Perhaps oddly, the SR 88 portion is less suited to long-distance traffic than is Seep Ridge Road, which Uintah County built to high standard with an eye toward future growth. (And they just finished resurfacing the northernmost part, just before Ouray.) SR 88 generally has no shoulder, some very tight curves, and a steep climb out of the Green River valley. It's posted for only 60mph throughout, except for 50mph in Ouray (which isn't really anything now except for a couple dozen rundown homes; no services).

Seep Ridge Road (and, yes, this thread partially motivated me to go there and explore):

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US 89

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Re: Eastern Utah Regional Connection proposed to link I-70, US 40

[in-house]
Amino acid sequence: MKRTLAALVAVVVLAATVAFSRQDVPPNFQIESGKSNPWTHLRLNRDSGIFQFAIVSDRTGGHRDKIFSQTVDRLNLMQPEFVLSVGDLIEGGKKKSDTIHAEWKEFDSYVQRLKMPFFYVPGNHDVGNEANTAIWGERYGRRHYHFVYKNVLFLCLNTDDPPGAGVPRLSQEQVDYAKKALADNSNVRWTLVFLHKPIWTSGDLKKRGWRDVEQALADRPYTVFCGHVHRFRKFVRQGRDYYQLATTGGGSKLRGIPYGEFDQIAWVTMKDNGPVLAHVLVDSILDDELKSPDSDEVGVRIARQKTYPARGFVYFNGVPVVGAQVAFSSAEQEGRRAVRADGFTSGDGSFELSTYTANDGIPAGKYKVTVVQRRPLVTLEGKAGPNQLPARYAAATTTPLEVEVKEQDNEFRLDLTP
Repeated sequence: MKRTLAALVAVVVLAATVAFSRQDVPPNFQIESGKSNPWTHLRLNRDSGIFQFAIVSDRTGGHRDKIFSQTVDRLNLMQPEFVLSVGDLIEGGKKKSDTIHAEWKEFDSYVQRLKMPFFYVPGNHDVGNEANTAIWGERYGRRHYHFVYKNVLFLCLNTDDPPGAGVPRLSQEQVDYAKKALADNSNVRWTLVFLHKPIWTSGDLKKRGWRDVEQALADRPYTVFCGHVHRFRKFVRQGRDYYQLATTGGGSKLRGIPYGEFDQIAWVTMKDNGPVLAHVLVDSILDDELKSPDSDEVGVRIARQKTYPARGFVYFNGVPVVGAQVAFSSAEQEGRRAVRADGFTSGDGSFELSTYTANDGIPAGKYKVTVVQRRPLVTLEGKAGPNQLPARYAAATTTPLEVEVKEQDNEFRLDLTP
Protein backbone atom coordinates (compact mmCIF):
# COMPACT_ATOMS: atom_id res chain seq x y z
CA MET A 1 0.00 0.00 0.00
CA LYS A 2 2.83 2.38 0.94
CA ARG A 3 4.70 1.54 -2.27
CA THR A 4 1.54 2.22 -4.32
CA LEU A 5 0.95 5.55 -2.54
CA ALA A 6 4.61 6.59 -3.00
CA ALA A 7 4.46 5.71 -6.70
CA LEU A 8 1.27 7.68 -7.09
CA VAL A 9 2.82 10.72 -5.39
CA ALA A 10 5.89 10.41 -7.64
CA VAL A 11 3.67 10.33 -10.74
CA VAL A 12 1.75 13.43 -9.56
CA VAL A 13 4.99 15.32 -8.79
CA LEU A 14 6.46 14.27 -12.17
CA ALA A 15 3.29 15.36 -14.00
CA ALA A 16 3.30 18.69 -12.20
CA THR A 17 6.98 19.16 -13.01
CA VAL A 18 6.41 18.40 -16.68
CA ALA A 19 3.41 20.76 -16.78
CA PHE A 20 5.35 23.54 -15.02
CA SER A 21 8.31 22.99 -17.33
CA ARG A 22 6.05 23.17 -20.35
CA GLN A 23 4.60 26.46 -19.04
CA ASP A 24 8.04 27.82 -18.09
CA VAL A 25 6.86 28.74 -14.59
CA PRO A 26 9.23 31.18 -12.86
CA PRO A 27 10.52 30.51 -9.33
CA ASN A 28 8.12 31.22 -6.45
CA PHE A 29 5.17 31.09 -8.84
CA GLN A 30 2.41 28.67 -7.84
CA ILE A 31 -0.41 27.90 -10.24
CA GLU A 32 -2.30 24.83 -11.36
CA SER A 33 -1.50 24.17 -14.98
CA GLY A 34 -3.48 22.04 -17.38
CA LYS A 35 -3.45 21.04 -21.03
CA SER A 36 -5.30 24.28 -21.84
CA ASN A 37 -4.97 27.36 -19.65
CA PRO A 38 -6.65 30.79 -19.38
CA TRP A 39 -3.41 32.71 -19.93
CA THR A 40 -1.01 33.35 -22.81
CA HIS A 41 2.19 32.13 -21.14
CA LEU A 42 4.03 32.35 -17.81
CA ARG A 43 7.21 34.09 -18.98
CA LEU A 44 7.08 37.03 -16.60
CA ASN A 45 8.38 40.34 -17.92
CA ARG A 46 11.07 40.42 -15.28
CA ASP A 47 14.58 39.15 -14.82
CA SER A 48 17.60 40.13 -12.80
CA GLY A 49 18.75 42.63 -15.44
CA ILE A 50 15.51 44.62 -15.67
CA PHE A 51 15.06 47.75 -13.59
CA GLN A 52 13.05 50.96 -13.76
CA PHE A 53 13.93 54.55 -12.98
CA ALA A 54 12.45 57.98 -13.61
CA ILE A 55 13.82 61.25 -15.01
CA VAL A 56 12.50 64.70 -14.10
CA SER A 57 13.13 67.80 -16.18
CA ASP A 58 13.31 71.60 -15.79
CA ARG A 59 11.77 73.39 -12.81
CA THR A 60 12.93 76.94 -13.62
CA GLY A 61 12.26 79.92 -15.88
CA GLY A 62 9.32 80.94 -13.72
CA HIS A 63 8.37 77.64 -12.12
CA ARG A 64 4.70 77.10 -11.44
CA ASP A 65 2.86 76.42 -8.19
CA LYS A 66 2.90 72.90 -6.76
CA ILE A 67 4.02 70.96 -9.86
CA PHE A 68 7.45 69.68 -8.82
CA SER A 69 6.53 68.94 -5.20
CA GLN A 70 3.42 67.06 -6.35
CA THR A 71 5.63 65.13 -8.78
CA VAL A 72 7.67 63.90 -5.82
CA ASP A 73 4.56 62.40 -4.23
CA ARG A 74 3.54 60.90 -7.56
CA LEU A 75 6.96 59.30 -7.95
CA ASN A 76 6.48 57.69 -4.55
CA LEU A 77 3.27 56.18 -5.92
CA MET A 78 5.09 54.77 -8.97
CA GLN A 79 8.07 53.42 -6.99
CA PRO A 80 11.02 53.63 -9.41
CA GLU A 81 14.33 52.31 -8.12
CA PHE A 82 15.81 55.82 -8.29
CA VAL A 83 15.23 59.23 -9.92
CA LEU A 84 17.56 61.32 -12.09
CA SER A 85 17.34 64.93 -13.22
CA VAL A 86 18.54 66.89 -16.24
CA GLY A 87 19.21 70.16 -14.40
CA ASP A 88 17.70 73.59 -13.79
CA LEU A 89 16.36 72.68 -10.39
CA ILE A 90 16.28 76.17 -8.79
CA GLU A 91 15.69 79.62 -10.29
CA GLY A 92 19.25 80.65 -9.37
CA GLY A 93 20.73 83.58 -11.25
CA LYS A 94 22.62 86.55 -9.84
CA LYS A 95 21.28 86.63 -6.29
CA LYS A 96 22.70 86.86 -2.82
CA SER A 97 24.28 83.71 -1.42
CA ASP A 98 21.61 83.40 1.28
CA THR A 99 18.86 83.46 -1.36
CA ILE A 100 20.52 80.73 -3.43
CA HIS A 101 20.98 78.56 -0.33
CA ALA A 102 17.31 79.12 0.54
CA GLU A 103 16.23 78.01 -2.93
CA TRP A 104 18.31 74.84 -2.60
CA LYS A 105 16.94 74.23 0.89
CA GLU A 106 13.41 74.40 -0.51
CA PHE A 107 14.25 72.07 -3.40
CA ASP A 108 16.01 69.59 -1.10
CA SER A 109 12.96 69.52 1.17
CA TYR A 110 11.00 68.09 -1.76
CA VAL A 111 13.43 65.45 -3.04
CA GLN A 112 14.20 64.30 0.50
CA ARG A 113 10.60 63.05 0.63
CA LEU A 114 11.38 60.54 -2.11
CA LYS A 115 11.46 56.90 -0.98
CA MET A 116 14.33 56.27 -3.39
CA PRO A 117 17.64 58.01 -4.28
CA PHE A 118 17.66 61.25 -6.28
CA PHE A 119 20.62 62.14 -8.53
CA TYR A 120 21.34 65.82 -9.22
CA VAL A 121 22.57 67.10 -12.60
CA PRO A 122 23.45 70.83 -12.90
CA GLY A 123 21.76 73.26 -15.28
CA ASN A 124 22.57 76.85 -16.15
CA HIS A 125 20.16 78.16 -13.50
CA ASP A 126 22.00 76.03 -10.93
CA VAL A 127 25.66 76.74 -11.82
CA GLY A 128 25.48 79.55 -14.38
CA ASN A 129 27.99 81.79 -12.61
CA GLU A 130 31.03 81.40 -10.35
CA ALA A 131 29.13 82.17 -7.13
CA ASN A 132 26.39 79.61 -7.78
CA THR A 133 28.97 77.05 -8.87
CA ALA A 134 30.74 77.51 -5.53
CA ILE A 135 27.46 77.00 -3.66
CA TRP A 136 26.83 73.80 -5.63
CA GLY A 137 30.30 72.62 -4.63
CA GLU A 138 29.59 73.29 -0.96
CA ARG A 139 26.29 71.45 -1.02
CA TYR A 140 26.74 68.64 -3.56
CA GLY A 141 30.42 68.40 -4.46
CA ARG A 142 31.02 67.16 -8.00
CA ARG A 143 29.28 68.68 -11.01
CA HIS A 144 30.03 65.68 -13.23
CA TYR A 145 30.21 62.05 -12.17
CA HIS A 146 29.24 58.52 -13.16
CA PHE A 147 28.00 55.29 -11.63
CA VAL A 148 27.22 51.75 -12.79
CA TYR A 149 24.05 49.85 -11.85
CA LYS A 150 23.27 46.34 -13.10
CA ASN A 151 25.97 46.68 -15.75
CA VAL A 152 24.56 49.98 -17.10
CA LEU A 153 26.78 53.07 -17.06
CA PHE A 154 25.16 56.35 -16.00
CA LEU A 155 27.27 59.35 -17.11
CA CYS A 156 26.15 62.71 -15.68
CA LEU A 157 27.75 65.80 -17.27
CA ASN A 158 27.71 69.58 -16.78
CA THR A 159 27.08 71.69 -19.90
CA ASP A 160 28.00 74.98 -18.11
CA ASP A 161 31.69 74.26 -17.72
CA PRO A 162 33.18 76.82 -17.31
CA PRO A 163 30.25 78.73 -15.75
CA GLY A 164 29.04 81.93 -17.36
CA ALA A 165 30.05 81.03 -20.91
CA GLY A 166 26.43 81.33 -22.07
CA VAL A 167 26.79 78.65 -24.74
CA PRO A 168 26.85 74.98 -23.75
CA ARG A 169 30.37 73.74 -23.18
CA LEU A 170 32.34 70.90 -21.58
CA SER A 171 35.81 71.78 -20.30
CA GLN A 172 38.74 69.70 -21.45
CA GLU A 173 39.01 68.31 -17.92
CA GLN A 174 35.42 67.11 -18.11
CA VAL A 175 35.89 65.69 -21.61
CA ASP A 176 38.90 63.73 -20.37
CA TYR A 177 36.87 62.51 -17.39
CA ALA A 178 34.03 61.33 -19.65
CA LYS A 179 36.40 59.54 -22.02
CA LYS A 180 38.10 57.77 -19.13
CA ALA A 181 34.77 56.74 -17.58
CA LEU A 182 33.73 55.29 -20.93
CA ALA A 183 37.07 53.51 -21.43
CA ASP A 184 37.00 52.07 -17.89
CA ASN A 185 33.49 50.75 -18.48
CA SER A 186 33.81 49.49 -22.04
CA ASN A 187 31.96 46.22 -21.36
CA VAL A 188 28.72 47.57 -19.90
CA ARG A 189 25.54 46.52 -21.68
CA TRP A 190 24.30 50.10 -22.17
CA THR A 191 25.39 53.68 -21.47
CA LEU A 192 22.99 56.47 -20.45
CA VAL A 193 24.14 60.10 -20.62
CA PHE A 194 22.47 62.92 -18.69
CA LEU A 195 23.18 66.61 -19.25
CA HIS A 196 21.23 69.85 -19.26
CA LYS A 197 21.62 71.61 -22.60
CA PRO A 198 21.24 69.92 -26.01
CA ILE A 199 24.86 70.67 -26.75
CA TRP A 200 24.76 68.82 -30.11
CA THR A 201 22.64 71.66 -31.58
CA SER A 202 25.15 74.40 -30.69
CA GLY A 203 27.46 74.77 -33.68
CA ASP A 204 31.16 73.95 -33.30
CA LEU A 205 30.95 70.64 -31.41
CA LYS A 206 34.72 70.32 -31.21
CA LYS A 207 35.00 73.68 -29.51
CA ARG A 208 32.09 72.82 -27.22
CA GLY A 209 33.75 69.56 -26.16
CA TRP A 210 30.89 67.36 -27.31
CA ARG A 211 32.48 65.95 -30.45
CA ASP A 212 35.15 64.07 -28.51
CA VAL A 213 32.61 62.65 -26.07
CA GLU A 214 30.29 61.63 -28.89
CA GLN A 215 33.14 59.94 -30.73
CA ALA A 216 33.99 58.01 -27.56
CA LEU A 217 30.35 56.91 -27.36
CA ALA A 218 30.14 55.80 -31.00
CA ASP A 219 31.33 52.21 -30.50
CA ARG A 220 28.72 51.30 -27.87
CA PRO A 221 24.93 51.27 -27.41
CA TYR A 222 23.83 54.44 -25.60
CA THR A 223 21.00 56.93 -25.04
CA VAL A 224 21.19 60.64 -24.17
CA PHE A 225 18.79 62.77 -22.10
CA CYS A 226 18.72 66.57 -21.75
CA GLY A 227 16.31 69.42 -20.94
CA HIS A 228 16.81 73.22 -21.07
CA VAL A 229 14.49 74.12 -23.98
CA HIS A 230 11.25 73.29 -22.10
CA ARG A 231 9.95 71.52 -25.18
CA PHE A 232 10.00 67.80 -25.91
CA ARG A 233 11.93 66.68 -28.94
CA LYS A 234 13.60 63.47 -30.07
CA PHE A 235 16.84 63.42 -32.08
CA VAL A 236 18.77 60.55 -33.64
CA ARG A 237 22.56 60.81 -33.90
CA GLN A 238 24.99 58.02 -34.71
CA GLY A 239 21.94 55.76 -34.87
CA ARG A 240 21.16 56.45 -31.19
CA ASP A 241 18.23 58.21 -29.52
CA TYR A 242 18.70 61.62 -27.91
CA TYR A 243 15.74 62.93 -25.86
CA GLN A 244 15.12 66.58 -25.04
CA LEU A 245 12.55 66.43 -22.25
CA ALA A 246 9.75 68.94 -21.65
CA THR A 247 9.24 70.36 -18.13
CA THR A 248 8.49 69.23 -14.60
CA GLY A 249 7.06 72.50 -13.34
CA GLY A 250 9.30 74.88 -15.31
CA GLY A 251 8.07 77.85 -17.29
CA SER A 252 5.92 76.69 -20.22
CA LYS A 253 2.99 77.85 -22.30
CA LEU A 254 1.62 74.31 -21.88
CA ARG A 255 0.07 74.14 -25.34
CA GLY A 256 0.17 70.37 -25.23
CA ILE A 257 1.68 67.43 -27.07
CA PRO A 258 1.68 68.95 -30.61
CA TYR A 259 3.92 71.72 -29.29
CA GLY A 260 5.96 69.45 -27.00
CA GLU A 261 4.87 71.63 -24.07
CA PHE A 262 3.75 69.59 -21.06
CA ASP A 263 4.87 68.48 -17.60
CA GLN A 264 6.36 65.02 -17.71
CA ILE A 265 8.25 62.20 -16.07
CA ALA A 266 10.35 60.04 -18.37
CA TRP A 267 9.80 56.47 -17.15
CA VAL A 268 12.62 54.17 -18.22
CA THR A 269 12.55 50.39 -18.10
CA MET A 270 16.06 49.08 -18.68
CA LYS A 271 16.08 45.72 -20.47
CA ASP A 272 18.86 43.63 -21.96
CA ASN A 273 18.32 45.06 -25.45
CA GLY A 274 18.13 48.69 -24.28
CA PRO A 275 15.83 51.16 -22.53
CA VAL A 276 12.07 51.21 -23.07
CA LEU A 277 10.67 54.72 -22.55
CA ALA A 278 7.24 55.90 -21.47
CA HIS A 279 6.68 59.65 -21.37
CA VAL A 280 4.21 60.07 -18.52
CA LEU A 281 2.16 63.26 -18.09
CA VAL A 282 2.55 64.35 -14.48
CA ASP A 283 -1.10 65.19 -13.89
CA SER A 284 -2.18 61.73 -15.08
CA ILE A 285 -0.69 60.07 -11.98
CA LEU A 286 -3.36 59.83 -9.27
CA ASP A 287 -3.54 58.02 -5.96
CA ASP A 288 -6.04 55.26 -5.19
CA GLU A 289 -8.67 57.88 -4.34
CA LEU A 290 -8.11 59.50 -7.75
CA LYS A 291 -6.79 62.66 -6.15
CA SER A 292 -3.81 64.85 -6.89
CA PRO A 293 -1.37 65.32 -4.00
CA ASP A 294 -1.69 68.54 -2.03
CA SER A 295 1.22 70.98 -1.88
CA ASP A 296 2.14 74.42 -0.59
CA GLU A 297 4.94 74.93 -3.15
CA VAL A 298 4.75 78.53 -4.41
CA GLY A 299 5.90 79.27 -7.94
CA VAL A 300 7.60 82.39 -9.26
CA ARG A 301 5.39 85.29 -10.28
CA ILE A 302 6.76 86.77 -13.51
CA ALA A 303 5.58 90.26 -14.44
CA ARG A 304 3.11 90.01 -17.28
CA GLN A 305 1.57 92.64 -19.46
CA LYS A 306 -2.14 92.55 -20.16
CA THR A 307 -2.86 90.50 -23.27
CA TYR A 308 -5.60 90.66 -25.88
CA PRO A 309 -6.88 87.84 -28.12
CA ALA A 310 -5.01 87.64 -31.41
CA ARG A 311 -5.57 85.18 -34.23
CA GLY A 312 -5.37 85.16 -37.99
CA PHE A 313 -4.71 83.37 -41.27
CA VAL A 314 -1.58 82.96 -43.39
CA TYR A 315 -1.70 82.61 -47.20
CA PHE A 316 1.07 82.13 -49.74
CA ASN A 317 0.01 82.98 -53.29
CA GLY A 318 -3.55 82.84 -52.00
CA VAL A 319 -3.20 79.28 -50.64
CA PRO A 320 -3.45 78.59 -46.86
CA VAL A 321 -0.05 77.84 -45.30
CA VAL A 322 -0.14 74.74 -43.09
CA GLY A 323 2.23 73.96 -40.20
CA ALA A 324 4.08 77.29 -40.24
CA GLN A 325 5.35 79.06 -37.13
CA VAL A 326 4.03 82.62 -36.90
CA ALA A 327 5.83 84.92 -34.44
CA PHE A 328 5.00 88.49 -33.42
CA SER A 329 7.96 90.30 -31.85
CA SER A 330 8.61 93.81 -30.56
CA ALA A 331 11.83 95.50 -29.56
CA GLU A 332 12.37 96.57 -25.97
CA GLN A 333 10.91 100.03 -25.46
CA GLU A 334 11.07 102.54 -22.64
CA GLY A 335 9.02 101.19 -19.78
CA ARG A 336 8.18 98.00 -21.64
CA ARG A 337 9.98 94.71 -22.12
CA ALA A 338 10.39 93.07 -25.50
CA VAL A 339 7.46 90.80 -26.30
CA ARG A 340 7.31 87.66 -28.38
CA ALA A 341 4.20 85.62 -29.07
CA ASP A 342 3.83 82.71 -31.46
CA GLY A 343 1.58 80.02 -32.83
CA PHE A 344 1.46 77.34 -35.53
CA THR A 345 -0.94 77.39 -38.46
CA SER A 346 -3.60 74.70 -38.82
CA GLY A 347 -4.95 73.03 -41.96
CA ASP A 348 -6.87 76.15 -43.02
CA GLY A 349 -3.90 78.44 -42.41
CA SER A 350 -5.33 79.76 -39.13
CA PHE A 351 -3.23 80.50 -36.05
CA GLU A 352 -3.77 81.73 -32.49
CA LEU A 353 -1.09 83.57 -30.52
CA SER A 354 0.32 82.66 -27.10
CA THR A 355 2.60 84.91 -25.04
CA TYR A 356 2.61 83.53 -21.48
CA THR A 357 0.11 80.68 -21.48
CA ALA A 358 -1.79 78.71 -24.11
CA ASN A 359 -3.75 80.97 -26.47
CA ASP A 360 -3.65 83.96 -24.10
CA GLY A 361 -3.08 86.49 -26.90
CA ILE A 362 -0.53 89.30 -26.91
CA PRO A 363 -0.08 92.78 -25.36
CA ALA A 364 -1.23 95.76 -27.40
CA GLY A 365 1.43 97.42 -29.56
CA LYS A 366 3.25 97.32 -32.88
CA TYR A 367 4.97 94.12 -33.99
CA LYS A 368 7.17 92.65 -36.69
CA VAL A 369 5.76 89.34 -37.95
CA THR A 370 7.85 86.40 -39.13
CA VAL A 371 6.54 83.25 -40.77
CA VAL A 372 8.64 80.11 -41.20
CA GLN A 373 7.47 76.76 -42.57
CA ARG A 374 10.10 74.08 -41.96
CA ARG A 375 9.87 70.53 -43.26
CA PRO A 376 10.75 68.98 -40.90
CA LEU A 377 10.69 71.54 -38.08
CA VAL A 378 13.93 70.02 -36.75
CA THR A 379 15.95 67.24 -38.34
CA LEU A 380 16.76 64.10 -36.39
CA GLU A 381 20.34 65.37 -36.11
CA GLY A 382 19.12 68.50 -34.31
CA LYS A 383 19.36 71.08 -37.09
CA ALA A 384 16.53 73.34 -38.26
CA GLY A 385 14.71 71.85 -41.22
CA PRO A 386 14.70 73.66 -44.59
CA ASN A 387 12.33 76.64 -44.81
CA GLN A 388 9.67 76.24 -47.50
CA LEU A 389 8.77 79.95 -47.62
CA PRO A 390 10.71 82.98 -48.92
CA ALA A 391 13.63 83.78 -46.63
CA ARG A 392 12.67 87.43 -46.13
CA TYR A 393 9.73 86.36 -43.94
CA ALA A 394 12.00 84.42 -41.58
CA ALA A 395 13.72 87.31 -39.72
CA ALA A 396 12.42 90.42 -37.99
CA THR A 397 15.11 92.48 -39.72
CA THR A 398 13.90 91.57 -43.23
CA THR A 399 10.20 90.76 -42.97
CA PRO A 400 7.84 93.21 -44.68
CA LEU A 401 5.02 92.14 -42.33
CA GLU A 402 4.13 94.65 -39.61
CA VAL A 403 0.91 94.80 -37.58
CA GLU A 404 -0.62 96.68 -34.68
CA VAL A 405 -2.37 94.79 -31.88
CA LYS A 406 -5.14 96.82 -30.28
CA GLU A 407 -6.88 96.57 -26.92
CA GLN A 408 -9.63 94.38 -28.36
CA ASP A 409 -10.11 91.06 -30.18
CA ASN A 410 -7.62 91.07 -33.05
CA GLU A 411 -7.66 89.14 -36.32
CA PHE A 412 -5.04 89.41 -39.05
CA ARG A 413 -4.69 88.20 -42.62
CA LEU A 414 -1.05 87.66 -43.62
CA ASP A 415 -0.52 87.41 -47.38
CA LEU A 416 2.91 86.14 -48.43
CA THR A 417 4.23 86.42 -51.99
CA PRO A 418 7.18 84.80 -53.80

« Reply #14 on: October 07, 2020, 12:04:23 AM »

Yeah, Uintah County has really done a good job with its roads out in the oil and gas country. I was out there this past summer to clinch SR 88 and 45 (and some other highways out there), and I connected between the two on Chapeta Grove and Glen Bench Rd. These are roads that you'd probably expect to be some sort of well-maintained gravel or dirt in most of the west, but both were paved and actually of pretty good quality for the most part.

Glen Bench even had mile markers, which I don't think I've ever seen on a county road. And both of them are signed with Uintah County's special CR shields:



I also remember the steep hills and sharp curves on 88, many of which aren't really signed that well in advance. Most notable is the one north of Pelican Lake where SR 88 joins its pre-1969 alignment: